The idea of USDAC internships was another way to maintain continuity and connection in college chapters. While there is a lot of energy and excitement on college campuses, there is also a lot of turnover. There was discussion about what the application forms would look like for people who wanted to participate in a USDAC college chapter and it became clear that a multi-year commitment is a necessity. The hope of internships is that they could continue their legacy of leadership with college chapters so no groups fall apart if one year has weaker leadership than other years. Applications could come from teams comprised of students (both undergraduate and graduate), staff, and faculty as well as people in the community, and, if relevant, nearby field offices.

During the session focused on potential campus chapter models, the question of ‘why here’ became very important. A couple of undergraduate students felt that it was unethical and insensitive to bring even more art to an already well endowed campus when there are people in nearby areas who do not have the same privileges. It seemed that having a chapter here that focused on fixing problems on campus would further entrench the campus in the “college bubble”. It was suggested that the chapters should consider being involved with the surrounding community. For example, at Brandeis some undergraduates expressed interest in bringing art to the community of Waltham. However, the goal of USDAC is to use art for social change so the chapters must remain socially conscious by working beyond the barriers of their chosen colleges.

The counter argument, however, was that there is a reason universities are a center for change. There is a level of energy and intelligence here that can accomplish a great deal. There are also problems here and the idea of going out and fixing some other community when we have not even fixed ourselves seems wrong. It was noted that some students (as well as faculty and staff) might not yet have the capacities to address community issues without causing harm. Additionally, colleges have many resources that do not need to be brought by USDAC. USDAC can harness the creative power of college students and the resources they already have to address issues that affect local communities as well as national concerns. A college chapter could also be used as an experiment; if it works here maybe it can work in another type of community. In addition, it was recognized that colleges and universities are sources of leadership for the growing arts/culture and social change movement.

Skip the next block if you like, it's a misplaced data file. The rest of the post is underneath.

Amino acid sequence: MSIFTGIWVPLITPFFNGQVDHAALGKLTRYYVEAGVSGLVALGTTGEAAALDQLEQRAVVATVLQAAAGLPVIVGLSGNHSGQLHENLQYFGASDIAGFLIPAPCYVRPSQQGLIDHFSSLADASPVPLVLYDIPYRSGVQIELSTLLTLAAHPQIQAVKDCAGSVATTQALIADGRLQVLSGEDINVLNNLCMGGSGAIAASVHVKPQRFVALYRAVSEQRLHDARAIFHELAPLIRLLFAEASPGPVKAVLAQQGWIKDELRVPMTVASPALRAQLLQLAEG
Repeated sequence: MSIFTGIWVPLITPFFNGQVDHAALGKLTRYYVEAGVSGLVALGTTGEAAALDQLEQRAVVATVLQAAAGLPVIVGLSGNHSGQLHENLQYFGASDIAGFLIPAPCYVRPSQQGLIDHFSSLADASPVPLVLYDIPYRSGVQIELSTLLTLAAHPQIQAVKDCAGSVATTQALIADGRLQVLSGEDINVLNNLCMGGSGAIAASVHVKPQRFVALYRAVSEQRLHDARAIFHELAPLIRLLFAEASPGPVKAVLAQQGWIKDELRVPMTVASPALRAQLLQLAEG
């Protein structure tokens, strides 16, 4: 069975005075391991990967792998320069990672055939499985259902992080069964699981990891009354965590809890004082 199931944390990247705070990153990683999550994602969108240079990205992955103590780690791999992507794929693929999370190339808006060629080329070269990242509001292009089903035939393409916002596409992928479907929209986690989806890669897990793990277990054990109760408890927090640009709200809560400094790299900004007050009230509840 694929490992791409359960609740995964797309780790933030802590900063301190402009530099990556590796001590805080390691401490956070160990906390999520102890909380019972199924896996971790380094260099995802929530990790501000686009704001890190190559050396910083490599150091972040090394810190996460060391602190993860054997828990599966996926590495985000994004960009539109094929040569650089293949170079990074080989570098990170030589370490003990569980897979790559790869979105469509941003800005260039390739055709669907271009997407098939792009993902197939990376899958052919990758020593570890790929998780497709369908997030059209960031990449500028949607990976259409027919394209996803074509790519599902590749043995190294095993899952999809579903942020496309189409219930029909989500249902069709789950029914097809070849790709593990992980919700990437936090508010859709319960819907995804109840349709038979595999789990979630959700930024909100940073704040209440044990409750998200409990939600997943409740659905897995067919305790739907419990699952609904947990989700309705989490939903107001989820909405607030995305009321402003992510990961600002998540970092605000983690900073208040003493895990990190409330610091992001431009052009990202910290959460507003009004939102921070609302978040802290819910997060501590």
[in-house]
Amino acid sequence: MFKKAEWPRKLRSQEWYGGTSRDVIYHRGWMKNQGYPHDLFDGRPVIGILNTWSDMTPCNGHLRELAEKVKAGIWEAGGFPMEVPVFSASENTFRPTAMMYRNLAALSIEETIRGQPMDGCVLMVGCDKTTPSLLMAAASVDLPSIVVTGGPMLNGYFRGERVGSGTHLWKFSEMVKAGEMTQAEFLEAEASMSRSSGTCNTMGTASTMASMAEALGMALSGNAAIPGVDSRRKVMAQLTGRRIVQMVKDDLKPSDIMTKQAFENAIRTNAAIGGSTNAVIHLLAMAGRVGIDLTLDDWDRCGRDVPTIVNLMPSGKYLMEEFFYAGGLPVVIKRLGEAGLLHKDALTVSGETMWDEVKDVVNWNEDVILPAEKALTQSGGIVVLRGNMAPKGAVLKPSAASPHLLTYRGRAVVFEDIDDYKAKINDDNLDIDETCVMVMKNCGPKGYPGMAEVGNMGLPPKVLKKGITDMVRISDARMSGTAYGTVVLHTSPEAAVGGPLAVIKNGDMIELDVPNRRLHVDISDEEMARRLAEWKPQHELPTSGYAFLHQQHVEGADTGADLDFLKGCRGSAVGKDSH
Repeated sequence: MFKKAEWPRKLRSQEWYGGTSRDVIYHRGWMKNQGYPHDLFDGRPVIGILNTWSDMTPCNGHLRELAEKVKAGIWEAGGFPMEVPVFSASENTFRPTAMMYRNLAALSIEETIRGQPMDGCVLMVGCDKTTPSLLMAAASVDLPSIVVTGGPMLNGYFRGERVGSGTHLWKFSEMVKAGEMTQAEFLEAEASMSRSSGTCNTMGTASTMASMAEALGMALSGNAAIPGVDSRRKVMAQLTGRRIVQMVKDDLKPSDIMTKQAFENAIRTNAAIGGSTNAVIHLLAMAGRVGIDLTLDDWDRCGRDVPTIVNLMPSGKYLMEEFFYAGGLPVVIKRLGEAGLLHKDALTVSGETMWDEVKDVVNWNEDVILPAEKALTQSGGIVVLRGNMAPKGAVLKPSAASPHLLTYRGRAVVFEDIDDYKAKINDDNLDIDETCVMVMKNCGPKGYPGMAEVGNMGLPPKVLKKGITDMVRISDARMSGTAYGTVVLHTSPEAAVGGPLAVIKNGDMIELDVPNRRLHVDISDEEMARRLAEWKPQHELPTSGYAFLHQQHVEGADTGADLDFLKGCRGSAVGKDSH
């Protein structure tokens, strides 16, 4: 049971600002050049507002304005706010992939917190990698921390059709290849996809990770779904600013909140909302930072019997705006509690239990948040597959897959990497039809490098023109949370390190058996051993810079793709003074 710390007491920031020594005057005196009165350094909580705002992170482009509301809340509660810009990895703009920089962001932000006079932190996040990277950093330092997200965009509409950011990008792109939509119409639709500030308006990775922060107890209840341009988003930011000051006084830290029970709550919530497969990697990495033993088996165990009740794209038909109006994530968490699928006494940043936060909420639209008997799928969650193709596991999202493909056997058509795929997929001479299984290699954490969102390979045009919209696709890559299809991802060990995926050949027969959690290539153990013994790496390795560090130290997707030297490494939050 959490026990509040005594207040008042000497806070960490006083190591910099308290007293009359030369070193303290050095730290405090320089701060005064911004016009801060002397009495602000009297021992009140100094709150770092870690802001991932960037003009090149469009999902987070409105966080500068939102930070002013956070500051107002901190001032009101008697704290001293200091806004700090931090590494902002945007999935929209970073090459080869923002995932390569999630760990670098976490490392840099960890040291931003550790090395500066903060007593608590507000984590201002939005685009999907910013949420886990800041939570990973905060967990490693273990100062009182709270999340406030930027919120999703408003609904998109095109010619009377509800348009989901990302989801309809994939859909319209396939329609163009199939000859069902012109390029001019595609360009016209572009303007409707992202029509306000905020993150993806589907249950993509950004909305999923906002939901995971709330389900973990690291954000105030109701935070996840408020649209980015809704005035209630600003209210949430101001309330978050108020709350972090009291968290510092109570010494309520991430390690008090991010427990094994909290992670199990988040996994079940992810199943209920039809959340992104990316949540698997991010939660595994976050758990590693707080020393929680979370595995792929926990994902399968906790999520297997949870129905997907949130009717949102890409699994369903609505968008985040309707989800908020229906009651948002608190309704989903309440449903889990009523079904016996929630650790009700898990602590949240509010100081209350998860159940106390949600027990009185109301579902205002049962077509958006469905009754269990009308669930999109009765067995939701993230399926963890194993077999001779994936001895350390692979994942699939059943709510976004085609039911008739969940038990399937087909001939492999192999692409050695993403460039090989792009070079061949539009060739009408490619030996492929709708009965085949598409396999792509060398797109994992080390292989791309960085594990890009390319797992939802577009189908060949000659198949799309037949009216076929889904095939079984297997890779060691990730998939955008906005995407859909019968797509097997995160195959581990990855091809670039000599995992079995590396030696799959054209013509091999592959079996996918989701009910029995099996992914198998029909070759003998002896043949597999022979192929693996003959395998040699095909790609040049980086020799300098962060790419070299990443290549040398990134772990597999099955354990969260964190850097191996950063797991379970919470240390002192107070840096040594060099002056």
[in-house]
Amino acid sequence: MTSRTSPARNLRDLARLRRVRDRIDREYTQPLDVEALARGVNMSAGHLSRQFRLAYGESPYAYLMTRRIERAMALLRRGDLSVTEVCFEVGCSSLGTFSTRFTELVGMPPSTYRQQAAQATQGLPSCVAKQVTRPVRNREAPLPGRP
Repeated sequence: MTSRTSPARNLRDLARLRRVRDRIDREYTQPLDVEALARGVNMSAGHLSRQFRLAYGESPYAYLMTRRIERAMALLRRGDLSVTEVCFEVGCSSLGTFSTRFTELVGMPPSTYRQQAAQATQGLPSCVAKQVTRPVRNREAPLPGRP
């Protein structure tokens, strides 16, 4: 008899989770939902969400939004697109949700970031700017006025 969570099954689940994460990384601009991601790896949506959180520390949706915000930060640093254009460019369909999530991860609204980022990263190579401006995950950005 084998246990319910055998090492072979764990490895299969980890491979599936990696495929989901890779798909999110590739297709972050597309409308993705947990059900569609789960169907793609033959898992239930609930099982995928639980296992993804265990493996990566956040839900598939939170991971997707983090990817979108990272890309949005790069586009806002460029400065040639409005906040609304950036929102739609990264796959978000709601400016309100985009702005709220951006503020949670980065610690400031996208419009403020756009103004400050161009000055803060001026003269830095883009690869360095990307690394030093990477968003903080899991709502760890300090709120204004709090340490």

One compromise that emerged from this debate was that the college chapters could be affiliated with a community field office. There are a few USDAC field offices already in existence and perhaps picking colleges near those would be a good starting point for college chapters. Additionally, the idea of starting chapters at different types of schools (community colleges, high schools, public universities and private universities) would be another way of testing the effects of a chapter on different types of environments.

One last idea that was mentioned is the importance of keeping the spirit of creativity going forward. Many potential names were tossed around for chapters (fault zones, satellites, awakening cells, etc.) and it became clear that USDAC must emit creativity even from its descriptions. The idea of each chapter naming itself was tossed around as well. ‘Fault Zone’ was particularly interesting because of its encouragement of failure. Whatever the chapters end up being, they must have a different attitude than does most of academia. They should be a safe space that encourages creativity over success and questions over accuracy.

Next Steps:

The next steps for USDAC are to think about and analyze the information provided in the design lab in order to start creating goals for the overall organization and how individual chapters can achieve those goals. One possible way to maintain the discussion among students about such topics would be sending students to the Imagining America Convention. After national goals are established it may be helpful to talk with other colleges or to focus power into establishing a chapter at Brandeis as a starting point due to its existing foundation for art and social transformation. We also discussed how strong and clear websites are influential, so adding more potential projects to the list on www.usdac.us could be helpful for students who want to start their own chapters. Adam emphasized that this is the start and there is no rush, so the next steps include thinking about the questions, ideas, and discussions outlined in this report.

References:

http://usdac.us/

http://imaginingamerica.org/